Phytoplasmas are obligatory intracellular bacteria that colonize the phloem of many plant species and cause hundreds of plant diseases worldwide. In nature, phytoplasmas are primarily transmitted by hemipteran vectors. While all phloem-feeding insects could in principle transmit phytoplasmas, only a limited number of species have been confirmed as vectors. Knowledge about factors that might determine the vector capacity is currently scarce. Here, we characterized the microbiomes of vector and non-vector species of apple proliferation (AP) phytoplasma ‘Candidatus Phytoplasma mali’ to investigate their potential role in the vector capacity of the host. We performed high-throughput 16S rRNA metabarcoding of the two principal AP-vectors Cacopsylla picta and Cacopsylla melanoneura and eight Cacopsylla species, which are not AP-vectors but co-occur in apple orchards. The microbiomes of all species are dominated by Carsonella, the primary endosymbiont of psyllids and a second uncharacterized Enterobacteriaceae endosymbiont. Each Cacopsylla species harboured a speciesspecific phylotype of both symbionts. Moreover, we investigated differences between the microbiomes of AP-vector versus non-vector species and identified the predominant endosymbionts but also Wolbachia and several minor taxa as potential indicator species. Our study highlights the importance of considering the microbiome in future investigations of potential factors influencing host vector competence. We investigated the potential role of symbiotic bacteria in the acquisition and transmission of phytoplasma. By comparing the two main psyillid vector species of Apple proliferation (AP) phytoplasma and eight co-occurring species, which are not able to vector AP-phytoplasma, we found differences in the microbial communities of AP-vector and non-vector species, which appear to be driven by the predominant symbionts in both vector species and Wolbachia and several minor taxa in the non-vector species. In contrast, infection with APphytoplasma did not affect microbiome composition in both vector species. Our study provides new insights into the endosymbiont diversity of Cacopsylla spp. and highlights the importance of considering the microbiome when investigating potential factors influencing host vector competence

Schuler, H.; Dittmer, J.; Borruso, L.; Galli, J.; Fischnaller, F.; Anfora, G.; Rota Stabelli, O.; Weil, T.; Janik, K. (2022-05). Investigating the microbial community of Cacopsylla spp. as potential factor in vector competence of phytoplasma. ENVIRONMENTAL MICROBIOLOGY, 24 (10): 4771-4786. doi: 10.1111/1462-2920.16138 handle: http://hdl.handle.net/10449/76075

Investigating the microbial community of Cacopsylla spp. as potential factor in vector competence of phytoplasma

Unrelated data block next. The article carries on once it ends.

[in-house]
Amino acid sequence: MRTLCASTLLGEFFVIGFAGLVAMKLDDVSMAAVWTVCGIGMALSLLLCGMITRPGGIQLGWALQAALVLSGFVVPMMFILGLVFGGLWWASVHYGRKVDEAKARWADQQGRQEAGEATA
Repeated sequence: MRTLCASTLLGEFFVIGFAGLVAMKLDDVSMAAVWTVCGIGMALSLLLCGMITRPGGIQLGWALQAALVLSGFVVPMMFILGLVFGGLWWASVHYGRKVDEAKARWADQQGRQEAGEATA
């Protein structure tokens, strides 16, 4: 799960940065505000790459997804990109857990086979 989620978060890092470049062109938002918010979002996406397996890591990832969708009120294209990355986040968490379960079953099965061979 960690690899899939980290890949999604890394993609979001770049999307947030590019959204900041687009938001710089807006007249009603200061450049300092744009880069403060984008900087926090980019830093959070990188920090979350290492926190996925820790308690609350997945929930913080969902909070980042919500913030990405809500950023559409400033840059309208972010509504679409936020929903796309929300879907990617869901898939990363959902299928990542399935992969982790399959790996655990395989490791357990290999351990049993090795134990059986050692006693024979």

Anfora, G.;Rota Stabelli, O.;Weil, T.;
2022

Abstract

Phytoplasmas are obligatory intracellular bacteria that colonize the phloem of many plant species and cause hundreds of plant diseases worldwide. In nature, phytoplasmas are primarily transmitted by hemipteran vectors. While all phloem-feeding insects could in principle transmit phytoplasmas, only a limited number of species have been confirmed as vectors. Knowledge about factors that might determine the vector capacity is currently scarce. Here, we characterized the microbiomes of vector and non-vector species of apple proliferation (AP) phytoplasma ‘Candidatus Phytoplasma mali’ to investigate their potential role in the vector capacity of the host. We performed high-throughput 16S rRNA metabarcoding of the two principal AP-vectors Cacopsylla picta and Cacopsylla melanoneura and eight Cacopsylla species, which are not AP-vectors but co-occur in apple orchards. The microbiomes of all species are dominated by Carsonella, the primary endosymbiont of psyllids and a second uncharacterized Enterobacteriaceae endosymbiont. Each Cacopsylla species harboured a speciesspecific phylotype of both symbionts. Moreover, we investigated differences between the microbiomes of AP-vector versus non-vector species and identified the predominant endosymbionts but also Wolbachia and several minor taxa as potential indicator species. Our study highlights the importance of considering the microbiome in future investigations of potential factors influencing host vector competence. We investigated the potential role of symbiotic bacteria in the acquisition and transmission of phytoplasma. By comparing the two main psyillid vector species of Apple proliferation (AP) phytoplasma and eight co-occurring species, which are not able to vector AP-phytoplasma, we found differences in the microbial communities of AP-vector and non-vector species, which appear to be driven by the predominant symbionts in both vector species and Wolbachia and several minor taxa in the non-vector species. In contrast, infection with APphytoplasma did not affect microbiome composition in both vector species. Our study provides new insights into the endosymbiont diversity of Cacopsylla spp. and highlights the importance of considering the microbiome when investigating potential factors influencing host vector competence
Settore BIO/19 - MICROBIOLOGIA GENERALE
Schuler, H.; Dittmer, J.; Borruso, L.; Galli, J.; Fischnaller, F.; Anfora, G.; Rota Stabelli, O.; Weil, T.; Janik, K. (2022-05). Investigating the microbial community of Cacopsylla spp. as potential factor in vector competence of phytoplasma. ENVIRONMENTAL MICROBIOLOGY, 24 (10): 4771-4786. doi: 10.1111/1462-2920.16138 handle: http://hdl.handle.net/10449/76075
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